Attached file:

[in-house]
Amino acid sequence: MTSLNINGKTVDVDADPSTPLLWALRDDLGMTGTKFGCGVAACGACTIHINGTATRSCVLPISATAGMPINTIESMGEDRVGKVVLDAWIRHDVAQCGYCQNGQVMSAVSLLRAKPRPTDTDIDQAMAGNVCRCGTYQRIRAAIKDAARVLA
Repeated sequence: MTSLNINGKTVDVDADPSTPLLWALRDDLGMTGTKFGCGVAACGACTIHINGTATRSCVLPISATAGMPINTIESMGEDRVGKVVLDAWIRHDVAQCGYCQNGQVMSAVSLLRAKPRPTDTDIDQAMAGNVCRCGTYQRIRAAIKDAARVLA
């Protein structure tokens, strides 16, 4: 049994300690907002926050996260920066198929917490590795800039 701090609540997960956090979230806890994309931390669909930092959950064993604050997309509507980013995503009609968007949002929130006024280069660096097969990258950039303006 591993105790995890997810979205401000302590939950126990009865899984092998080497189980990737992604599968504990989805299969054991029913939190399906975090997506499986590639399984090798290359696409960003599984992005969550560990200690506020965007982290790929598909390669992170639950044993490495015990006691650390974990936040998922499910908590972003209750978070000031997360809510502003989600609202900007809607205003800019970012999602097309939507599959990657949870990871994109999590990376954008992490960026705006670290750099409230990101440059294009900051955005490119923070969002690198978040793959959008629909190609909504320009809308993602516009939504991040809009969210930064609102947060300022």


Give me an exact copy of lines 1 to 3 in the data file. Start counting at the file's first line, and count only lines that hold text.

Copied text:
[in-house]
Amino acid sequence: MTSLNINGKTVDVDADPSTPLLWALRDDLGMTGTKFGCGVAACGACTIHINGTATRSCVLPISATAGMPINTIESMGEDRVGKVVLDAWIRHDVAQCGYCQNGQVMSAVSLLRAKPRPTDTDIDQAMAGNVCRCGTYQRIRAAIKDAARVLA
Repeated sequence: MTSLNINGKTVDVDADPSTPLLWALRDDLGMTGTKFGCGVAACGACTIHINGTATRSCVLPISATAGMPINTIESMGEDRVGKVVLDAWIRHDVAQCGYCQNGQVMSAVSLLRAKPRPTDTDIDQAMAGNVCRCGTYQRIRAAIKDAARVLA